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Farm bill to target oil, fencing taxes

February 09, 2001|By LAURA ERNDE

Farm bill to target oil, fencing taxes



ANNAPOLIS - Maryland farmers don't have to pay sales tax on farm equipment, but the exemption doesn't apply to two common farming needs - motor oil and fencing.

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A Washington County lawmaker wants to change that, arguing the state should do everything possible to help struggling farmers stay in business.

Del. Christopher B. Shank, R-Washington, appealed his case before the tax-writing House Ways and Means Committee on Thursday.

Shank admitted the tax break won't solve the larger problem of farms being sold for development, but said it's a small concession that will send a message that the state cares about agriculture.

"This is one way we can prove it to the farmers of the state," Shank said.

Shank said several of his constituents in southern Washington County suggested the legislation to him.

Farmers told him they are buying their motor oil and fencing in Pennsylvania, where they aren't charged sales tax, he said.

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"People are voting with their feet here," he said.

The Maryland Department of Legislative Services estimates the tax break would cost the state about $450,000 in the first year, increasing to nearly $500,000 by 2006.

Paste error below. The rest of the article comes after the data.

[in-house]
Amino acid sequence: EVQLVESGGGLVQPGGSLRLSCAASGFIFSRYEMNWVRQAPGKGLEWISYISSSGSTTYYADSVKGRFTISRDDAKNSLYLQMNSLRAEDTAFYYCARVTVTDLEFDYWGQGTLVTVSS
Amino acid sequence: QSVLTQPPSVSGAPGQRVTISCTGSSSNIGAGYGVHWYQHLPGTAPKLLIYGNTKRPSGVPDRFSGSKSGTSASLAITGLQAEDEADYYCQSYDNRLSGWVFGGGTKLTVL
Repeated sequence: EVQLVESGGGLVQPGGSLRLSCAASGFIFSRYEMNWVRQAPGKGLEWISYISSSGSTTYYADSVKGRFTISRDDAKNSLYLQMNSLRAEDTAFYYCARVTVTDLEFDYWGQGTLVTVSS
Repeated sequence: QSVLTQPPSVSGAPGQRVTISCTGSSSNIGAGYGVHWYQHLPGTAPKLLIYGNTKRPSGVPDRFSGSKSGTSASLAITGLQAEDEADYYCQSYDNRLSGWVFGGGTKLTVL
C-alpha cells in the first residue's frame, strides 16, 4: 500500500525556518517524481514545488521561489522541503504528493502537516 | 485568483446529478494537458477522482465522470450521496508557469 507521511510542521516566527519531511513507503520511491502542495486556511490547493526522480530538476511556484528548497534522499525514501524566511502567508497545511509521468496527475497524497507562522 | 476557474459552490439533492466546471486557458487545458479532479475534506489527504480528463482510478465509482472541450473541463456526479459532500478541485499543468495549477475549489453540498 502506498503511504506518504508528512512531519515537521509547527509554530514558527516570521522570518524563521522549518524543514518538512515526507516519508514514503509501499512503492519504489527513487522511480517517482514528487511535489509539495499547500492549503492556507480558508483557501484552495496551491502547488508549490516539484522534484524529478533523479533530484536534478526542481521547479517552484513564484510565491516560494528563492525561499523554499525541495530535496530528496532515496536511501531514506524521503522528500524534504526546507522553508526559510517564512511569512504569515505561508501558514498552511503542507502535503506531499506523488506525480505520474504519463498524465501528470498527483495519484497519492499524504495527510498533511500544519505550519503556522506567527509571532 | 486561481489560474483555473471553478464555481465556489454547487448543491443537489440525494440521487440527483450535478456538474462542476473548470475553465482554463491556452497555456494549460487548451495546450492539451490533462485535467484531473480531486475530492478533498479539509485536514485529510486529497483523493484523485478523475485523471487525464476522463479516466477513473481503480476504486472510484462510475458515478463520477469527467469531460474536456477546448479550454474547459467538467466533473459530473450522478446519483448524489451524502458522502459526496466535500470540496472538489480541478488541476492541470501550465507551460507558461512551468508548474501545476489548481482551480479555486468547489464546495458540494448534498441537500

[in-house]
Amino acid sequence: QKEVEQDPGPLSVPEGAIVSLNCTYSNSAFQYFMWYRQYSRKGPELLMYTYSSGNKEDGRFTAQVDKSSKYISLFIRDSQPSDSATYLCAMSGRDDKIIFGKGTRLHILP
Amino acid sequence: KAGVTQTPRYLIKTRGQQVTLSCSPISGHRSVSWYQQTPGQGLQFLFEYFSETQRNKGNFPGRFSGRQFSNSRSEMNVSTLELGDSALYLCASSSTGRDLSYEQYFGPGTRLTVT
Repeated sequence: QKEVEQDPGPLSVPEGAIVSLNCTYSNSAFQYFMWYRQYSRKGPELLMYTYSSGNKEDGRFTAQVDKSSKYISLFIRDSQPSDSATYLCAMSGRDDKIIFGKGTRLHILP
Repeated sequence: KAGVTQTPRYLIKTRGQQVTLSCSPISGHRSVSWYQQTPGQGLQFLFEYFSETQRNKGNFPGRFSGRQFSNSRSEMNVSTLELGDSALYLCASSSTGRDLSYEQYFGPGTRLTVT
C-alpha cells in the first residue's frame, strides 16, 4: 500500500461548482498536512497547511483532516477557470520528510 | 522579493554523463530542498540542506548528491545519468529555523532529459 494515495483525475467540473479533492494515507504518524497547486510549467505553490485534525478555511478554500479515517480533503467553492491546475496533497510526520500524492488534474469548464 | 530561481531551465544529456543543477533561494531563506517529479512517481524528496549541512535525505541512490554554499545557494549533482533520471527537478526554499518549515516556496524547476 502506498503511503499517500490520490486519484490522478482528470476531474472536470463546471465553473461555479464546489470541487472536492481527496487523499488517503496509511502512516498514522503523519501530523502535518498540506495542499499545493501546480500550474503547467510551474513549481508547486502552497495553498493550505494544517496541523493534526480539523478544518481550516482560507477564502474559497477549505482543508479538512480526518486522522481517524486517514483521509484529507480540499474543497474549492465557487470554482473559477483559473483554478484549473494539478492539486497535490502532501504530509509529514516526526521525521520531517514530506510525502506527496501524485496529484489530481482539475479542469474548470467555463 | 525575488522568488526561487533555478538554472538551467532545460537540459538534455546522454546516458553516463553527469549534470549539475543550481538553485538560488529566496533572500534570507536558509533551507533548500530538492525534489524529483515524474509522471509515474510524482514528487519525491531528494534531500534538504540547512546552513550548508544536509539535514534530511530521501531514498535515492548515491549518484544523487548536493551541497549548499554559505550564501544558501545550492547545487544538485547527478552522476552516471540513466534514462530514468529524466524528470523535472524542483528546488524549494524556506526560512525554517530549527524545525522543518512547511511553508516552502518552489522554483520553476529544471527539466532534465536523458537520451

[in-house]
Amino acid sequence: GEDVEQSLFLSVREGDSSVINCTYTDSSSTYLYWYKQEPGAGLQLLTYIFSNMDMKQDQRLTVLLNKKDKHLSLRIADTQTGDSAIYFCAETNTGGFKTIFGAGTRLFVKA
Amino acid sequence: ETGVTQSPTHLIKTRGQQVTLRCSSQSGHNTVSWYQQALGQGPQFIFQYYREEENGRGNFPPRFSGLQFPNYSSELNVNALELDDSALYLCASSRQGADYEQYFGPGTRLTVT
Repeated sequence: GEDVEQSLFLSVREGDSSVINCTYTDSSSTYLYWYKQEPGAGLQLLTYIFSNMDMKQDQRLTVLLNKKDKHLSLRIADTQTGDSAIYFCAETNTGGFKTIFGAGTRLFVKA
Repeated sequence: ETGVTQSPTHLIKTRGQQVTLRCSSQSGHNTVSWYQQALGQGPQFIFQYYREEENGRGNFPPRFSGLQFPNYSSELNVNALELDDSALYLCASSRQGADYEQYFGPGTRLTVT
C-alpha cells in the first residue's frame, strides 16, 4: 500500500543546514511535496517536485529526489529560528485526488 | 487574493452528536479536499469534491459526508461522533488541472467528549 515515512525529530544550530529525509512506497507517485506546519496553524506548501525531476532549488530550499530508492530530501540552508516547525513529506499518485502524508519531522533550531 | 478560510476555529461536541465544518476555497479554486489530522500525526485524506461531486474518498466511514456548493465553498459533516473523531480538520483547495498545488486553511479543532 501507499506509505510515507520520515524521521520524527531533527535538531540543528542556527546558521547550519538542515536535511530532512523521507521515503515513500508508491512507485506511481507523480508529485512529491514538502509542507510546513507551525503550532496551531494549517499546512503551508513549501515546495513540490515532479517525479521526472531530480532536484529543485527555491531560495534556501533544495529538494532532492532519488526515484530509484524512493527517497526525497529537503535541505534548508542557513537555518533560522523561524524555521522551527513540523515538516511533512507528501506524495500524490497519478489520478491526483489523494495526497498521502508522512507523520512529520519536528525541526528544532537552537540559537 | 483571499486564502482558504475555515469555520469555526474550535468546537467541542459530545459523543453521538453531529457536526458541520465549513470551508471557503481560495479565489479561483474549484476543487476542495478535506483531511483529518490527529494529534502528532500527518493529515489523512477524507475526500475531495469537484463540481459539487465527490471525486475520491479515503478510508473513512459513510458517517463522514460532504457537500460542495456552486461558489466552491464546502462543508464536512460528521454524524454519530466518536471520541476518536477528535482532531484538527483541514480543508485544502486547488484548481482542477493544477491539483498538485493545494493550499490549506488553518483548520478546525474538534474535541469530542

Lobbyists for the Maryland Farm Bureau and Maryland Retailers Association testified in favor of Shank's bill.

"It's a fairness issue," said Farm Bureau spokeswoman Valerie Connelly.

Although no one spoke against the bill at Thursday's hearing, it faces an uphill battle in the legislature.

The reason the state doesn't exempt motor oil and fencing is because they are products that are not solely for farm use.

"It's a question of trust and I trust them. They're not going to take advantage," Shank said.

The high cost of the tax break is another factor weighing against the proposal.

Shank argues that it's a small price to pay to help farmers. For the last decade, the state has been spending about the same amount to preserve farmland in Washington County.

According to the state's estimates, the number of farms will continue to decrease in the next five years, from 11,788 farms to 10,652 farms.

The average farm will spend $258 for oil and $517 for fencing in 2002, state analysts say.

Shank's bill has been cross-filed in the Senate by Sen. Christopher J. McCabe, R-Howard/Montgomery.

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